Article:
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Why Microscoop?

Spatial proteomics aims to reveal the locations of a group of proteins in cells or tissues to provide a spatial framework for the understanding of protein interactions or molecular mechanisms of biological processes. However, image-based spatial proteomics techniques used in recent advances require fluorescently labeled antibodies of proteins from prior studies, enabling mapping but limiting the capability of discovering novel protein players at a specific location of interest.

Syncell’s Microscoop™ is a game-changing platform that captures the proteome at your region of interest—no protein candidate list is needed in advance. Ultimately, the Microscoop enables hypothesis-free subcellular spatial discovery, providing users with a list of known and novel proteins.

The underlying principle behind Microscoop is its high-precision photolabeling that “microscoops” up proteins at specific subcellular regions for proteomic analysis. Another novel feature of Microscoop is its AI-assisted model, which recognizes subcellular targets more accurately than conventional computer vision based–imagevision-based image processing. The AI algorithm is applied to images of thousands of fields of view, one field of view at a time, fully automatically, to control the illumination locations for targeted photolabeling. With Microscoop, spatially specific proteins from hundreds of thousands of individual cells can be rapidly and precisely labeled and isolated to achieve the sensitivity of mass spectrometry.

Advantages of Microscoop  

Microscoop, which can be applied to cell and tissue samples, captures proteins from specific subcellular structures in fixed cells and tissue biospecimens, including cryosections and formalin-fixed paraffin-embedded (FFPE) tissue specimens. Microscoop is ideal for both basic and clinical research and has immediate applications in oncology, immunotherapy, immunology, neurobiology, infectious disease, and developmental biology. Furthermore, Microscoop’s AI algorithm is ideal for the pattern recognition of a variety of selected subcellular structures, including the nucleus, immune synapses, nucleoli, stress granules, neurons, and microvilli.

Syncell Microscoop Flowchart

Microscoop is Transforming Science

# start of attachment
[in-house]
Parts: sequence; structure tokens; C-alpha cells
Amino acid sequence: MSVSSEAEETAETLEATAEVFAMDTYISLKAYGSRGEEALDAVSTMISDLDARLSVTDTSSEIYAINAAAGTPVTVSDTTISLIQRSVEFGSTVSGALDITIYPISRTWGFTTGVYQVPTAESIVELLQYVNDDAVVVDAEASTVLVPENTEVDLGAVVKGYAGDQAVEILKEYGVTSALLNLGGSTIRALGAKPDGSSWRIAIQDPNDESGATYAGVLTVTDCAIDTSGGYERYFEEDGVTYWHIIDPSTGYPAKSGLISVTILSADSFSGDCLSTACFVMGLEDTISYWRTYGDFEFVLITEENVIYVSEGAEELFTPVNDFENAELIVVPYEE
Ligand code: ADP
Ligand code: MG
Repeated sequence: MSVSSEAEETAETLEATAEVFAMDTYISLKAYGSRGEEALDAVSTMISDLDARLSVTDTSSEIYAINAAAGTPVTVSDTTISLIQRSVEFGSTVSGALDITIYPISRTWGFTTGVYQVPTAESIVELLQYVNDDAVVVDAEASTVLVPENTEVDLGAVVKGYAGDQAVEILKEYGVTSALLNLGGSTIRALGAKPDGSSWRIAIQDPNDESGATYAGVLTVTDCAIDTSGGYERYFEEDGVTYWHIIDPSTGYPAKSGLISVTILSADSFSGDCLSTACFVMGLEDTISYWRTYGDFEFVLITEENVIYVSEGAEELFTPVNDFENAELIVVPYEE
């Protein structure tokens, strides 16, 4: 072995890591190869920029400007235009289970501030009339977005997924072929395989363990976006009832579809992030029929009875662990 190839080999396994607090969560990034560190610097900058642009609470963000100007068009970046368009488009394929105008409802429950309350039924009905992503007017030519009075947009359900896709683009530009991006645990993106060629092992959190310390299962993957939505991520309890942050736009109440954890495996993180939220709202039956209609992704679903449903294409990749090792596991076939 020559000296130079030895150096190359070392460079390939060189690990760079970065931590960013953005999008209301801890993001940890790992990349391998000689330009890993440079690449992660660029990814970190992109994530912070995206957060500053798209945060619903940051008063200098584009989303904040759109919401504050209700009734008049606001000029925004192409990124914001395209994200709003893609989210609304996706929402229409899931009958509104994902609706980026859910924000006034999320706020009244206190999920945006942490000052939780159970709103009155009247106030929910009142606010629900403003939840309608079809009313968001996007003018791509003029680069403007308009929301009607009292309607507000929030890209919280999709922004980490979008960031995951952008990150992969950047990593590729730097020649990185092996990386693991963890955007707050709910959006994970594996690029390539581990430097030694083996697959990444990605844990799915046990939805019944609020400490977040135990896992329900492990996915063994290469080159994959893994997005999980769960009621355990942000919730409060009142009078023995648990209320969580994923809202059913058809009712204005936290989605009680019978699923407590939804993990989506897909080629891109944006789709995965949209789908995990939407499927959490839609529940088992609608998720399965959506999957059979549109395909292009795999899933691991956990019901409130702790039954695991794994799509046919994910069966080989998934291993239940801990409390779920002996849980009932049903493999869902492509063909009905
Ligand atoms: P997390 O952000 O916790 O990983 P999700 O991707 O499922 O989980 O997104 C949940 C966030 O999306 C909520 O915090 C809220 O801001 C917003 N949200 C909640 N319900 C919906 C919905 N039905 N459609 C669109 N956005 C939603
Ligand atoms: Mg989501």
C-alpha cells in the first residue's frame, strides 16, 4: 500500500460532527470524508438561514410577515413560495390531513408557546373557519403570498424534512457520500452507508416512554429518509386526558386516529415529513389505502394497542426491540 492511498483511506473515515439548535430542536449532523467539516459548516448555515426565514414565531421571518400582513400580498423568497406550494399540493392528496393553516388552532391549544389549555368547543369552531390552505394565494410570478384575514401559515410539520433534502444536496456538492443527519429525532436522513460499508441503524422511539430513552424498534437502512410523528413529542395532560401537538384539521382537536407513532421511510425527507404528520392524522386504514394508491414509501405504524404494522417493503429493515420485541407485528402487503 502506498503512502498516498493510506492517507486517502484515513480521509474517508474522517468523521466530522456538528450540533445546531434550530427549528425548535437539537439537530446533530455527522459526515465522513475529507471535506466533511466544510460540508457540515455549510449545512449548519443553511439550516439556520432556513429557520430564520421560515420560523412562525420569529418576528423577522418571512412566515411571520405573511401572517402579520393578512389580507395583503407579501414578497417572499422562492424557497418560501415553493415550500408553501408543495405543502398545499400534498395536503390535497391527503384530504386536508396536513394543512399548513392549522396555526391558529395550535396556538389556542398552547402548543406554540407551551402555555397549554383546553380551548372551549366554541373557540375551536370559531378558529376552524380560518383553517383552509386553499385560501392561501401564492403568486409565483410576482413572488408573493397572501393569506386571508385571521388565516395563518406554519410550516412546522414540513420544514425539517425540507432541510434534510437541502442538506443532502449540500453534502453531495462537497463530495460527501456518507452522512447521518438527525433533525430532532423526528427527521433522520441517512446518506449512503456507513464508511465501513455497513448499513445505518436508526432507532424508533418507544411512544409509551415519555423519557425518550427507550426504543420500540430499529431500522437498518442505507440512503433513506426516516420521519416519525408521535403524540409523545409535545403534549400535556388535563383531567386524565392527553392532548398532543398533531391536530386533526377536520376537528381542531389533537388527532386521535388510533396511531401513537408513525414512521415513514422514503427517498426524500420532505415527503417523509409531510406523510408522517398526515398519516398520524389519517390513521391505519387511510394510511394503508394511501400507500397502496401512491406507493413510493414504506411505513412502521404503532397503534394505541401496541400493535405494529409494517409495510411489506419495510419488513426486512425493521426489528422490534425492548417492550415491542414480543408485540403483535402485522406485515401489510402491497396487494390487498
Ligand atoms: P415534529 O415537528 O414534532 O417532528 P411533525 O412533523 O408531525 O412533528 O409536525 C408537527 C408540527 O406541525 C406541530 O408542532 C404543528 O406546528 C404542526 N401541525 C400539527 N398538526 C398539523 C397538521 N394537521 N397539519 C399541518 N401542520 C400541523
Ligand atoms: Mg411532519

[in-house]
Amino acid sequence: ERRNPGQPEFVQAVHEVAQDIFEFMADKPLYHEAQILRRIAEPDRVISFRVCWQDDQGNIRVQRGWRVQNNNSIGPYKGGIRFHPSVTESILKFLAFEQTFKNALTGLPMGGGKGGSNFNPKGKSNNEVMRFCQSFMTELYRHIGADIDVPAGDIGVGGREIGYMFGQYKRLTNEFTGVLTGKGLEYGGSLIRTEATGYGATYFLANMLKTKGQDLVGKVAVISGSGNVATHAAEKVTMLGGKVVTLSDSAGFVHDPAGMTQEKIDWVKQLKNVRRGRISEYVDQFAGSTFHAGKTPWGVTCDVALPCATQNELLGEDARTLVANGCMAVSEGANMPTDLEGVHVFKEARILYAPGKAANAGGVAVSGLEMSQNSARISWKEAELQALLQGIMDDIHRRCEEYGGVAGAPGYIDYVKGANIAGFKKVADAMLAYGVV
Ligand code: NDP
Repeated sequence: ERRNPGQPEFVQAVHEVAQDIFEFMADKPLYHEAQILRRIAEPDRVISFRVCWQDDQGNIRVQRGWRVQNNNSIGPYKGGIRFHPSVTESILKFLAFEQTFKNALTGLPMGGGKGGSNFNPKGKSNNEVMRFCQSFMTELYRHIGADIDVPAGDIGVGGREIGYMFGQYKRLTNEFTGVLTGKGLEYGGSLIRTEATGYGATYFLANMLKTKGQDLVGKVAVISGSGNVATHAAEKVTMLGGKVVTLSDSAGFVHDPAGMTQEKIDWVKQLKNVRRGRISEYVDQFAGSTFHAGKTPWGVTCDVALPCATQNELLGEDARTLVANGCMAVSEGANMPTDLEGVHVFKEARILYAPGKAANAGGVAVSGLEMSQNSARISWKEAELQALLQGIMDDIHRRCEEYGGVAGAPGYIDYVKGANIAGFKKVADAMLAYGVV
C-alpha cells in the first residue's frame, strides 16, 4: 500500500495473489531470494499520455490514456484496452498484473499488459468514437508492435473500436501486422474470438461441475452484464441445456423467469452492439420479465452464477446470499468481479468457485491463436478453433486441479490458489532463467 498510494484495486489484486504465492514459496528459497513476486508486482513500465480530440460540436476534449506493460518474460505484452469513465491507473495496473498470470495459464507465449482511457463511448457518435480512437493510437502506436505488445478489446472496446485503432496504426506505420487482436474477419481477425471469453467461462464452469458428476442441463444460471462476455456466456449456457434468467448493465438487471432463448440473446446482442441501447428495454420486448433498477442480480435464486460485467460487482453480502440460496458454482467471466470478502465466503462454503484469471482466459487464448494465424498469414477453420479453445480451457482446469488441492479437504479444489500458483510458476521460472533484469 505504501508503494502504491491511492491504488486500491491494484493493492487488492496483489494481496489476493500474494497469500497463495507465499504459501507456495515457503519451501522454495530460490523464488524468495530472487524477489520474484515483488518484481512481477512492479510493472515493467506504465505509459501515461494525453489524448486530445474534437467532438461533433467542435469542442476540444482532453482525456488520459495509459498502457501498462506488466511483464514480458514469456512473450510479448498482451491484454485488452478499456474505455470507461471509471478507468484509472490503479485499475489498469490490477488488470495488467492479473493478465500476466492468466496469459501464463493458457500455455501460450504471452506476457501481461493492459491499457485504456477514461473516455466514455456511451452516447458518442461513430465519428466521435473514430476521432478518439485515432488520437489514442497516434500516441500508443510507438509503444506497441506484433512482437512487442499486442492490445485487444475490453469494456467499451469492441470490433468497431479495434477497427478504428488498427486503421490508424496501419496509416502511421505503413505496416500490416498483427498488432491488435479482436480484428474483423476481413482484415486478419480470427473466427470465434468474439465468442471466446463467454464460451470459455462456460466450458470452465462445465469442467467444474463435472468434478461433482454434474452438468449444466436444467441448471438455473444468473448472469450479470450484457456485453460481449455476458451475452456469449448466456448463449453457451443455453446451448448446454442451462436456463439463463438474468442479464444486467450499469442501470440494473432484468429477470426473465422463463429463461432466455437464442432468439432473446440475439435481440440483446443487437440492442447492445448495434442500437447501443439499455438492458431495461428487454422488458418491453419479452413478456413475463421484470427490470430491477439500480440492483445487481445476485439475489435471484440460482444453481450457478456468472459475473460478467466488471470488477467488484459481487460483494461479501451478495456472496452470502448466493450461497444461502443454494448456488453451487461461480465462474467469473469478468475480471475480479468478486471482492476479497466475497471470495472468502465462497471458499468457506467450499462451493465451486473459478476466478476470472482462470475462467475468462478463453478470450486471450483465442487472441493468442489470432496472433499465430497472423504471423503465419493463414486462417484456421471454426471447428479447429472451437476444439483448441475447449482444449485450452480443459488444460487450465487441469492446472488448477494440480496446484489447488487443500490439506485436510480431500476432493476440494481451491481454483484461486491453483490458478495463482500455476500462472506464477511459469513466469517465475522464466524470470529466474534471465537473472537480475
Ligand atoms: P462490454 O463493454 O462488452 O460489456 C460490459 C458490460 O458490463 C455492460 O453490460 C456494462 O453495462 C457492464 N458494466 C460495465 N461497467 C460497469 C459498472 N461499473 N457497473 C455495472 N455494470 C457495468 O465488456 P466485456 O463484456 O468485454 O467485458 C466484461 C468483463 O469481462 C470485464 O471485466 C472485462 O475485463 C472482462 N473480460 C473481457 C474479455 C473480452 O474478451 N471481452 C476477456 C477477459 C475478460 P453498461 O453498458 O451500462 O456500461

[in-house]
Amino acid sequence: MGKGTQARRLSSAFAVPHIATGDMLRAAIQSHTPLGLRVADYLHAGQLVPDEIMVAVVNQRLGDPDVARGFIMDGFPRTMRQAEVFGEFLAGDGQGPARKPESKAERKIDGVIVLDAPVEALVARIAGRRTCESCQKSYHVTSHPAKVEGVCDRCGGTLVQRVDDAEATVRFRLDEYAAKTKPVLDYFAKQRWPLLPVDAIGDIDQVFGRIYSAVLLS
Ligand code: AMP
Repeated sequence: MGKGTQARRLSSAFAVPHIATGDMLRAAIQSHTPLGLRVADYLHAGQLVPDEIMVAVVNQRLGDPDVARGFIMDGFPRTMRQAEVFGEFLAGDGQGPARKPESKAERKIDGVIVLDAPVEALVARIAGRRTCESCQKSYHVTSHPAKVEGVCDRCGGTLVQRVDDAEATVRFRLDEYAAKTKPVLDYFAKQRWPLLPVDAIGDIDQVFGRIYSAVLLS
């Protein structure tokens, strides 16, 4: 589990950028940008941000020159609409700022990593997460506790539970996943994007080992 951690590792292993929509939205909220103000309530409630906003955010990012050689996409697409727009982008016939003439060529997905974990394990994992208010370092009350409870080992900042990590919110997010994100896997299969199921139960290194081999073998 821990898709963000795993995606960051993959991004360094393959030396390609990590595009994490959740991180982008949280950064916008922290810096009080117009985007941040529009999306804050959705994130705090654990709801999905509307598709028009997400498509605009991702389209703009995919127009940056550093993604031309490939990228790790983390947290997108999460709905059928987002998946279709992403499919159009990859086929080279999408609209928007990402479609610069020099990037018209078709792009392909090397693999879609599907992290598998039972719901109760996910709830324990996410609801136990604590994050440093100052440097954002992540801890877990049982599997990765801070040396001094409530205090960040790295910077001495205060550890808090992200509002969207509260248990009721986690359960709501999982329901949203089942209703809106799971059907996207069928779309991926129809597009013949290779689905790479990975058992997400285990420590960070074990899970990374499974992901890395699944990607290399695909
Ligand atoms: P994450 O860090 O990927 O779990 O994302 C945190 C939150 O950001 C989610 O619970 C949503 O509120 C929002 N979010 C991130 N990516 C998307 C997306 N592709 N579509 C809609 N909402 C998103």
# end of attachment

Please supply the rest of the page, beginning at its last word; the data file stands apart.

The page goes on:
Syncell’s Microscoop has paved the way for several pioneering studies for spatial proteomics. For example, Microscoop has been used to unveil novel protein players associated with β amyloids. The aggregation of amyloid-β peptides (Aβ) is a hallmark of Alzheimer’s disease.

Although the subcellular distribution of these peptides is well recognized under a microscope, their pathological and physiological functions remain unclear. In a recent study using Microscoop, researchers were able to biotinylate proteins in Aβ1–42 aggregates, which is a hallmark of Alzheimer’s disease, in a differentiated SH-SY5Y cell model.

Novel Protein Players

Intriguingly, the measured proteome was found to contain novel protein players that were not previously thought to be Aβ-related. The researchers further validated these newly identified proteins using antibody staining and confirmed that the proteins colocalized with Aβ1–42. Identifying these novel proteins paves the way for new diagnostic biomarkers and drug targets for Alzheimer’s disease.

Microscoop has also been used to uncover the proteome of stress granules. Stress granules—which are hard to analyze due to their multiple subcellular locations—are dynamic, non-membrane-bound assemblies of protein and RNA formed in response to cellular stress. Because these structures appear to have pathological implications in cancer and neurodegenerative disease, their composition is of great interest for therapeutic applications.

Previous proteomic studies on stress granules have been achieved through biochemical fractionation or proximity labeling before mass spectrometry (LC-MS/MS). With Microscoop, more than 10 novel stress granule proteins that have not been reported in the literature were identified and validated by immunostaining. The results also show the high specificity of the identified proteome, where 48 of the top 50 ranked proteins identified with Microscoop were known or validated as stress granule proteins. Further studies of these novel proteins can shed light on underlying mechanisms of stress granule formation and their associated functional effects.

Microscoop Is the Future

Syncell’s Microscoop enables the high specificity and high precision of proteome discovery without labor-intensive procedures. The platform’s clever way of spatial binning to accumulate enough proteins for mass spectrometry has already helped researchers identify novel proteins associated with specific subcellular compartments and structures. Identifying these novel proteins paves the way for new biomarkers or druggable targets to treat a variety of diseases, including, cancer, neurodegenerative diseases, and many others. It is expected to be broadly used for diverse biological problems with its smart scooping capability.




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